Tubing through the Underworld at Jaguar Paw

The lagoon before we entered the Underworld

Gliding through the pitch black, feeling the wind gathering speed, pushing past my face and hearing the roar of the water up ahead growing louder and louder. I kept trying to swallow but the panic and uncertainty continued to rise up through my chest.

After an unforgettable morning exploring the Ancient Mayan City of Tikal, we had arrived back to the Guatemala-Belize border in search of our next adventure. It was here that we met Elio, a taxi driver by day and tour guide by, er, also by day.

Since it was already late afternoon, we had to hurry (I am not sure I would recognize the country if I were to do this at a normal pace again) to get to Jaguar Paw. It was here that I had been recommended to try cave tubing – a world away from my first tubing experience. It is not enough to just glide over clear turquoise waters or to drift through lush jungle greenery. No, tubing at Jaguar Paw sprinkles a touch of mythological magic onto the experience. It is said that this is where the entrance to the underworld lies.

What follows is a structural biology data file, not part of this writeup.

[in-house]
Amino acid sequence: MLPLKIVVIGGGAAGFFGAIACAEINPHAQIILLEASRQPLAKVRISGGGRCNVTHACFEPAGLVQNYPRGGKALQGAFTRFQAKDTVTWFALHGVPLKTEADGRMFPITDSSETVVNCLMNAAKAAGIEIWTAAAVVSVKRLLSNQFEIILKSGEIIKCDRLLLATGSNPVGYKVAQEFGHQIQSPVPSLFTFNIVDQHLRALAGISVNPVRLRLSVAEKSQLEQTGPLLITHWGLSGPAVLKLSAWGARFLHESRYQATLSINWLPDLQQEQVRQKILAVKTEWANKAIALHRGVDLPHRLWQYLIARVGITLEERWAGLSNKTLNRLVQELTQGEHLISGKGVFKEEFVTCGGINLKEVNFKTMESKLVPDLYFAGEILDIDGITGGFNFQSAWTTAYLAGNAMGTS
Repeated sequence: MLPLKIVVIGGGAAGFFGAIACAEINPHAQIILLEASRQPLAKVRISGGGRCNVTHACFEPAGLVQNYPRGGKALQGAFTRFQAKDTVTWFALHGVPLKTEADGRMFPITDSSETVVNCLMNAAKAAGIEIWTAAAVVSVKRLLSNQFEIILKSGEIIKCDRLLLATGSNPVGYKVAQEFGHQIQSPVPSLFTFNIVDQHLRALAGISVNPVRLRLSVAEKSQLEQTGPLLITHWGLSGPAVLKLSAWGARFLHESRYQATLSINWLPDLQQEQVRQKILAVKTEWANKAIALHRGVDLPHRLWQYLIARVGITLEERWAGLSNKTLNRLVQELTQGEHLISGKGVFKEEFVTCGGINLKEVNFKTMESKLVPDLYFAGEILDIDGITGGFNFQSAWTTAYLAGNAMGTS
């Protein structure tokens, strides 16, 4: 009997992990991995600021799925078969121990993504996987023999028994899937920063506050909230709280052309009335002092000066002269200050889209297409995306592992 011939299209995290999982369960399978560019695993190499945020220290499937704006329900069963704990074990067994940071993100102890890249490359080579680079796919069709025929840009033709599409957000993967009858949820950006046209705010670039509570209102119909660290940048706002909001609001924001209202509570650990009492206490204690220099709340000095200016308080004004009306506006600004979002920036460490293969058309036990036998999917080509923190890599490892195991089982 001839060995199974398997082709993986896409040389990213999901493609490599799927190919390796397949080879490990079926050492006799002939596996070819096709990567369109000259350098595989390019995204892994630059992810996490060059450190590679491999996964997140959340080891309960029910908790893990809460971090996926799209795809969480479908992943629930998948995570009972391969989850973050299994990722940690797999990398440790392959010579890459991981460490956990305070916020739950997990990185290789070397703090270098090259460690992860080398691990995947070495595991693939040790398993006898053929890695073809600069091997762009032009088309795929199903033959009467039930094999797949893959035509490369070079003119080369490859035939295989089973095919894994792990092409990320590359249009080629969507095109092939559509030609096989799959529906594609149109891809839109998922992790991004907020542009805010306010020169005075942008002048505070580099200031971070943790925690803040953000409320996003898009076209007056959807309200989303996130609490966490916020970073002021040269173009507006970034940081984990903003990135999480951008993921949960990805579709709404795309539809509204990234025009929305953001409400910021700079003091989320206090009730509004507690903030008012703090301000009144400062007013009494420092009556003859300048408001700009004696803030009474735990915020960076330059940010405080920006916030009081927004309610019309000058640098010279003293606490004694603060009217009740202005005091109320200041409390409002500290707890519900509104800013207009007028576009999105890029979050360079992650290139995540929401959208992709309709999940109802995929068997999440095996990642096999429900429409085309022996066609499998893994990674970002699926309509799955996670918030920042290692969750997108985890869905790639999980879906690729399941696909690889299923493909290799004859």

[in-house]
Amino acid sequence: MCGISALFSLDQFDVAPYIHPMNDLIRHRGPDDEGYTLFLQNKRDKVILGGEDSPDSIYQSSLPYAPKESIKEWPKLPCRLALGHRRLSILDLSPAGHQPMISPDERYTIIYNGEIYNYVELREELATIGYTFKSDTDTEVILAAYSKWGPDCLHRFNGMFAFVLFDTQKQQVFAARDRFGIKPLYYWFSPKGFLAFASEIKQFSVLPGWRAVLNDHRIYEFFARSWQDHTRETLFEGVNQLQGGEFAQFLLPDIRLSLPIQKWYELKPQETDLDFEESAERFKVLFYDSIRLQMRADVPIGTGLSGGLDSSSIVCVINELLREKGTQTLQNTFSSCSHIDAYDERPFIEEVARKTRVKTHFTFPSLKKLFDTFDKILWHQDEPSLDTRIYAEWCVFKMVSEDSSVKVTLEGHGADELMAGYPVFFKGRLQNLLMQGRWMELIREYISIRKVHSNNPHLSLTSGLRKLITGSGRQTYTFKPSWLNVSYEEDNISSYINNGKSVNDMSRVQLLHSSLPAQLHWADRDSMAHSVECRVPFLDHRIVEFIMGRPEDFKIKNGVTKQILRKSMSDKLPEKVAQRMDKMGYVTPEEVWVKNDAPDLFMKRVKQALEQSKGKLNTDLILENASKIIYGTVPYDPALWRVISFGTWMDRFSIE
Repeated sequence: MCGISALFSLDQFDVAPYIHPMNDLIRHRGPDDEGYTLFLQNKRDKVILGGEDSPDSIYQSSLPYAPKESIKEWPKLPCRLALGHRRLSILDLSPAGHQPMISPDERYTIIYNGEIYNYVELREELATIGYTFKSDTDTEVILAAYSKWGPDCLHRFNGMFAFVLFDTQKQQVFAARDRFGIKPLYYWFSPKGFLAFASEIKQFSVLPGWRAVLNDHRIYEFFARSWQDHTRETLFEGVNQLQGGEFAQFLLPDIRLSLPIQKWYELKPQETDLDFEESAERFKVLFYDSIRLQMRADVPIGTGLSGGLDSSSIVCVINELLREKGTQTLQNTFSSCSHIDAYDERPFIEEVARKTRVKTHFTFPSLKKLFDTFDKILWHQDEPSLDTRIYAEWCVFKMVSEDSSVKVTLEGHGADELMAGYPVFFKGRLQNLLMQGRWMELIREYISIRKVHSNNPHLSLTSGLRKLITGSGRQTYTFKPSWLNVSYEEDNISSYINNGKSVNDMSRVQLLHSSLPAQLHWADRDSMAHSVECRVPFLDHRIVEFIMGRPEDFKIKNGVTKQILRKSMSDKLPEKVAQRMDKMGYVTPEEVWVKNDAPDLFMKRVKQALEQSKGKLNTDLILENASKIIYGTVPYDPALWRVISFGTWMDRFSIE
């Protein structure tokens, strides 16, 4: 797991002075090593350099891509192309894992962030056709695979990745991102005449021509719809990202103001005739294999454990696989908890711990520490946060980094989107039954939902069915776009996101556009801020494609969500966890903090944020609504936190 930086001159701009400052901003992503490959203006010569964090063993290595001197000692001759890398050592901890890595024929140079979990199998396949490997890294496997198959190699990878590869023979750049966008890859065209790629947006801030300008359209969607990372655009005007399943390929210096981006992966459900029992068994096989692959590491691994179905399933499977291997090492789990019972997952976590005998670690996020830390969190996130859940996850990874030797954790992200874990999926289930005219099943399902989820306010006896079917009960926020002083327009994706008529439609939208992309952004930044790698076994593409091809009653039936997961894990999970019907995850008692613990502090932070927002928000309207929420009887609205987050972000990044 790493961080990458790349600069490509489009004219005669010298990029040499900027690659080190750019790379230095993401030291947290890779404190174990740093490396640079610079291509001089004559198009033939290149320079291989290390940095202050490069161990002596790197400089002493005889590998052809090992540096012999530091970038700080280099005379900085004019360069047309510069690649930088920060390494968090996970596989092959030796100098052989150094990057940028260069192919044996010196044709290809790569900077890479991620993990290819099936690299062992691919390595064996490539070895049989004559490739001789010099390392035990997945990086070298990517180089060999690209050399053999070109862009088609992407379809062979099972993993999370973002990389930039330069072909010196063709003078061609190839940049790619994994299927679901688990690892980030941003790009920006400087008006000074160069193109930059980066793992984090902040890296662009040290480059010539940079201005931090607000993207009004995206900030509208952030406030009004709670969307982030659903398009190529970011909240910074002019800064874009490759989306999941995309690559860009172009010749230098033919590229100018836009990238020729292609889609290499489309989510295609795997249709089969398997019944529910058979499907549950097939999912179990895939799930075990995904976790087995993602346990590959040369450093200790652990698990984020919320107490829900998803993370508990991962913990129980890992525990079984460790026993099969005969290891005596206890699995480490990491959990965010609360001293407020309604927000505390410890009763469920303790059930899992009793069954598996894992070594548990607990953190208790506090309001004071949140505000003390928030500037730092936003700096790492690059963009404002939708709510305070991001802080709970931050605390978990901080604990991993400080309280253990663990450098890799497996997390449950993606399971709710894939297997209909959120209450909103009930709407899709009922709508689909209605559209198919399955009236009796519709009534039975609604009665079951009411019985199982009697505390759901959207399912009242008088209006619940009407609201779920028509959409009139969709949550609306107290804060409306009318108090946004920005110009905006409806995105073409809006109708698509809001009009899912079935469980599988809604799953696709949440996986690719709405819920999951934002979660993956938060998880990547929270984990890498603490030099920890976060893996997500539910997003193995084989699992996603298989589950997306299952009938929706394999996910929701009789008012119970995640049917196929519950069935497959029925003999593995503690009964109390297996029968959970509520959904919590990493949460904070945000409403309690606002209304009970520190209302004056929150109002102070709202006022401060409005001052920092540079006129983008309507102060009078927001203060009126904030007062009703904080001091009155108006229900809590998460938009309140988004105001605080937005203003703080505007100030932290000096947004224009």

Elio called ahead to arrange everything; entry, headlamp, tube, life jacket and helmet, then we were ready to jump into our tubes.

…or so I thought. A 30 minute workout hike through the jungle ensued, albeit on a well trodden path. The stumbling in my slippy plastic flip-flops and muscle ache from struggling to hold the huge rubber tube off the ground was soon forgotten when Elio began to introduce us to the jungle and Mayan legends.

We passed silk trees, prickly yellow trees, deadly black resin trees and found cahoon nuts, pineapples and termites. Then suddenly the trees gave way to a panoramic view of the river bend through a smooth archway formed from stalagmites and stalactites. Stunned by the view, I didn’t even notice the cave entrance opposite.



The cave walls and rock formations inside were streaked with copper and white, sparkling like diamonds in the beams from our headlamps. The stalagmites and stalactites grow by up to one cubic inch every 100 years, with the iron, calcium and quartz giving them their structure and colouring.

We have arrived at the entrance to the Underworld

We have arrived at the entrance to the Underworld

We moved onwards until the path opened and sloped downwards into a shallow, turquoise lagoon framed by overhanging rocks and vines. Our excitement dampened only momentarily by the shockingly cold water that we had just waded into and submerged ourselves in.

Getting aclimatised to the water

Getting aclimatised to the water